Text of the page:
About the science
The Simulation Tool is built upon the
software and, specifically, software's the Crop Pollination module.
For detailed information on the Crop Pollination model, please refer to the module's official documentation.
In essence, the model uses estimates of habitat and nesting resources for a set of wild bee species, which are key animal pollinators for crops. These two factors are used to calculate an index of wild pollinator abundance for each of the pixels within the space of the farm drawn on the map. The model then calculates an index of the contribution wild pollinators make to the scpecified crop, based upon bee abundance and the dependence of the crop on pollination. The overall result is an indication of how yield can be affected as revegetation is added to farms. The addition of food and nesting resources allows bees to increase crop pollination, with an associated impact on yield.
Typically, the yield impact is crop and location-specific. As of November 2020, the Pollin8 Simulation Tool is running v3.8.9 of the INVEST Crop Pollination software. Within the project, we have created a network-accessible service from the INVEST Crop Pollination model, which is feely available for re-use. The source for this service is available on github
Bees and agricultureCrops vary considerably in their reliance on animal pollination. Some crops, such as almonds, apples and pears and lucerne depend almost entirely on insect pollination for fruit, nut and seed production. Intensive agriculture and landscape fragmentation have reduced support for insects and connectivity in the landscape. As a result, crop pollination is increasingly relying on services from a single species: the European honey bee – in both managed and feral hives. This reliance on a single species is risky. Feral honey bee hives will decimate after incursion of the Varroa mite, which has already invaded all countries except Australia. This will result in pollination deficits and drive up the prices for managed hives. In preparation for this, we promote sustainable management of native pollinator in agricultural landscapes. We aim to achieve this through bolstering native crop pollinating species through providing them with food and shelter.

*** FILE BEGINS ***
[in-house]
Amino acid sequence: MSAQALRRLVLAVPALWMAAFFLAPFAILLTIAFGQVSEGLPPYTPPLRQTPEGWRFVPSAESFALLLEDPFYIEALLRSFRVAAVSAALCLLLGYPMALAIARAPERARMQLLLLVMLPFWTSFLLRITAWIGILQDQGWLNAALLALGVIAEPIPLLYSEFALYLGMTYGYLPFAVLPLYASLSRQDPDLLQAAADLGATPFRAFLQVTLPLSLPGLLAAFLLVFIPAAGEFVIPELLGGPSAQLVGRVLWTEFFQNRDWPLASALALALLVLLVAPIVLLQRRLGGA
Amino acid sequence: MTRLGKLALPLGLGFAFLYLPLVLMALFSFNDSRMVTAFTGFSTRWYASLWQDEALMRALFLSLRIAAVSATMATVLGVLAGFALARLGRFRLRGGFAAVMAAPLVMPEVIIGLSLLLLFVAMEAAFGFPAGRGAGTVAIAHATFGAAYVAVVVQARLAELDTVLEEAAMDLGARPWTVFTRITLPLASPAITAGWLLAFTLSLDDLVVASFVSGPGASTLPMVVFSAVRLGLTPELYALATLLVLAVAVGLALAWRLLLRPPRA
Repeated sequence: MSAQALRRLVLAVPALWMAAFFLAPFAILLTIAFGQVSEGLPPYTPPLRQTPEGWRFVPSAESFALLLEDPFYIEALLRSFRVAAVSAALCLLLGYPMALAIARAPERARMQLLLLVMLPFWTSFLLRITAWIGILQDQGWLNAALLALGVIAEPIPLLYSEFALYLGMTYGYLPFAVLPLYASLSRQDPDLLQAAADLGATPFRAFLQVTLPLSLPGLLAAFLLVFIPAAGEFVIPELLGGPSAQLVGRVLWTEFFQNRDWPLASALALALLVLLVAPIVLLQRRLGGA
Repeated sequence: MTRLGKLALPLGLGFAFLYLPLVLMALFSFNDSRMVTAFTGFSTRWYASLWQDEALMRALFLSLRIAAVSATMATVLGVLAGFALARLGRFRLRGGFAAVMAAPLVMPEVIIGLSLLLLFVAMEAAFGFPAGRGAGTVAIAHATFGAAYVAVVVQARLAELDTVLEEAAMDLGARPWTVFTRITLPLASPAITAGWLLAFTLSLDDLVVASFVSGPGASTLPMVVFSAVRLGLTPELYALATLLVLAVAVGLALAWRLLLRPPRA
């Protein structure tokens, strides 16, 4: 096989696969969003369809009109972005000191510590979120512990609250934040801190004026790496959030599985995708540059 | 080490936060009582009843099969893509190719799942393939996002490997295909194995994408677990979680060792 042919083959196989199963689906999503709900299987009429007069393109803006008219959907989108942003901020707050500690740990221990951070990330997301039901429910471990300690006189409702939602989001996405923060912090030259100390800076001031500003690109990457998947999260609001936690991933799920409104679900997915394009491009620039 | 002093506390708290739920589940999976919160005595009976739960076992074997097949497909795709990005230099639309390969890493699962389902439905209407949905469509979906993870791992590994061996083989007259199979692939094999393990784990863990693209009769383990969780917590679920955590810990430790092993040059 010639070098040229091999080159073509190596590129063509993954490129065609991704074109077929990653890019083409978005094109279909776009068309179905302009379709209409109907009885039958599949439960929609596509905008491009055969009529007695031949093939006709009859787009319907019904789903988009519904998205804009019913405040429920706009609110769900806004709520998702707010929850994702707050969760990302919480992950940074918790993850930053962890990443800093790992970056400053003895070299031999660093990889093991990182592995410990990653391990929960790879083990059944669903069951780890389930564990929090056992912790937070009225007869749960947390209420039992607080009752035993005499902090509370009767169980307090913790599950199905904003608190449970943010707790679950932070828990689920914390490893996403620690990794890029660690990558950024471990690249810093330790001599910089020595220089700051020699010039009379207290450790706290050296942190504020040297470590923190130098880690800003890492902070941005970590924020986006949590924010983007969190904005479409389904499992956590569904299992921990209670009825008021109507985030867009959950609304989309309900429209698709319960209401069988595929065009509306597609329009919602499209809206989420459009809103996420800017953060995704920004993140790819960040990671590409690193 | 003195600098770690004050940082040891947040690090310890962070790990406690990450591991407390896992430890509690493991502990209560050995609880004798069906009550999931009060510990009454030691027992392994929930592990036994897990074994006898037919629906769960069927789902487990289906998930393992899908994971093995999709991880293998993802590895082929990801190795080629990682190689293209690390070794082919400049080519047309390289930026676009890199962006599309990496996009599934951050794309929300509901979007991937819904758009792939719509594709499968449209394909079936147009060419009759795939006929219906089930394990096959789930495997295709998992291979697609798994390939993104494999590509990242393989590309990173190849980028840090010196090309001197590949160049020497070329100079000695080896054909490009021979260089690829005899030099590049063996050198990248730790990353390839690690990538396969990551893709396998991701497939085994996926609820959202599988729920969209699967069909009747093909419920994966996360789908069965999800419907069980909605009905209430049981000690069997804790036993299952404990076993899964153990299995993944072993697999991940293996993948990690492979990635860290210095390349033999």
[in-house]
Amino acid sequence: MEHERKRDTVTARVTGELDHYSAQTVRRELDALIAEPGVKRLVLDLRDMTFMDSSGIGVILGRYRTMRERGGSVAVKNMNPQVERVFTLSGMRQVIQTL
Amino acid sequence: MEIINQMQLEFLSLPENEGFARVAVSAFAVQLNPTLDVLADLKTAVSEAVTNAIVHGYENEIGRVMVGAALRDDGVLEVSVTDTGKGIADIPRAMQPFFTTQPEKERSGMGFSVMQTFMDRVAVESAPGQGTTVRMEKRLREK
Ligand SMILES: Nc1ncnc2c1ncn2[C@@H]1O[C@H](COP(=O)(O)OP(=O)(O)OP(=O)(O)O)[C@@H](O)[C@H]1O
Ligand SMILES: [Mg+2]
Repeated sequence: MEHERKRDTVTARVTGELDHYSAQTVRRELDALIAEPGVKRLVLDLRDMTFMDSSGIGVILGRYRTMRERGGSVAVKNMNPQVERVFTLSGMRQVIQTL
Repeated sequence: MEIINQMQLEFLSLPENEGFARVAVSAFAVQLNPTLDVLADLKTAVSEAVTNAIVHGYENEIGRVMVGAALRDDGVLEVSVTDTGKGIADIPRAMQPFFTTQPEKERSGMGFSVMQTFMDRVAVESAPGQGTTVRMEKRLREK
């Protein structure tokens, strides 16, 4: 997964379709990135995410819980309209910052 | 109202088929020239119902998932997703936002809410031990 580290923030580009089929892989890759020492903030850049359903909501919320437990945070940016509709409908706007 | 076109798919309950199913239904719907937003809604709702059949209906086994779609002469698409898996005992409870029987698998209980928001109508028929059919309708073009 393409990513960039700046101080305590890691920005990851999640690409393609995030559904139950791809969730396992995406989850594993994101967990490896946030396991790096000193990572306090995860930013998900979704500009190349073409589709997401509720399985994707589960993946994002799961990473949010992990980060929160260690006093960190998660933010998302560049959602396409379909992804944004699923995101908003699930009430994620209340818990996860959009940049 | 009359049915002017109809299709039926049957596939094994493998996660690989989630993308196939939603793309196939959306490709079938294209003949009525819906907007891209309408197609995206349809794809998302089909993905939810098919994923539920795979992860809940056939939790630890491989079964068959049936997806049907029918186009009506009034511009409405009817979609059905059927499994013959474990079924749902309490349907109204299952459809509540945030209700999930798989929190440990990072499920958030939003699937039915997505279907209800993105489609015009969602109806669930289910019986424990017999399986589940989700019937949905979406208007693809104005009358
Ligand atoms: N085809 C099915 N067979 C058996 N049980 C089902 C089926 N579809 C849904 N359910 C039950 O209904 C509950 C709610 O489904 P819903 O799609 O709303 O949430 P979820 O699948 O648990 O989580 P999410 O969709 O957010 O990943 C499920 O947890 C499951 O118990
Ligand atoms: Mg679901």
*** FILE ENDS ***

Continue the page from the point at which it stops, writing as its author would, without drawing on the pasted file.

Setting realistic goalsThis web tool can assist in selecting plant species that are locally adapted and provide food for crop pollinating bees. Such plantings may also help to realise co-benefits such as fire abatement, shade and shelter for livestock, biological control of insect pests, erosion control, salinity mitigation and drought resistance, or simply just to increase to biodiversity at a site level. Plantings for co-benefits are not the same as ecosystem restoration. If the latter is your goal, please consult experts organisations (Land care, NRM, Local community groups)
A diverse range of plantsPlanting a broader range of species is important to provide pollinators with sustenance. Smaller plants may provide resources and co-benefits within the first couple of seasons, but bushes and trees will create the microclimate in which these smaller plants can thrive, and provide more ecosystem services in the long run. So our advice is aim for structural and species diversity. Locality and soil are important to assist in plant selection. Existing remnant vegetation can be informative, but not all plants are easy to grow! Our advice focuses on plants that can be obtained and are locally adapted.
Resource provision for pollinatorsAll crops except almonds are visited by a wide variety of native bee species. Some species are present year-round (feral honey bees), others often have multiple generations per year (furrow and blue-banded bees). This implies that bees need sustenance from early spring through to late autumn. Bees rely completely on flowers for food, as they only eat nectar and pollen. Nectar provides energy (carbohydrate), whilst pollen gives vital proteins and fats required to rear offspring. As a general aim, three pollen and three nectar resources should be present at any one time.
Using the ToolThis plant selector encompasses six Natural Resources Management regions in the temperate agricultural regions of South Australia. These regions have diverse range of vegetation communities, and at the farm level, many revegetation scenarios are possible. While the pollinator selector is prescriptive, we recommend working with local restoration professionals from an early stage when undertaking a revegetation project. Such collaboration will also ensure that the proposed revegetation is suitable for the chosen site.
Plant form (e.g. understorey, midstorey and overstorey), flowering onset and flowing abundance are important factors for the provision of pollinator resources so understanding the trade-offs between these factors is important for planning the best mix of species for a site.
For example, overstorey species will produce the greatest amount of habitat and flowering per plant and will therefore have the greatest effect on crop pollinators however, overstorey plants may not be reproductive (e.g. producing flowers) for 6-10 years and possibly won’t produce nesting cavities for 20 years.
Mid story shrub layers will establish nesting and flowering resources within 1-2 years although planting them too closely will cause competition between plants reducing the overall fitness along with decreasing available ground nesting bee habitat.
Understory species have the ability to produce resources very quickly however they are small, and due to their often short lifespans might require seasonal replanting. Selecting a diverse mix of plant species and forms that are suited to the site is the most likely way of ensuring a sustainable revegetation project.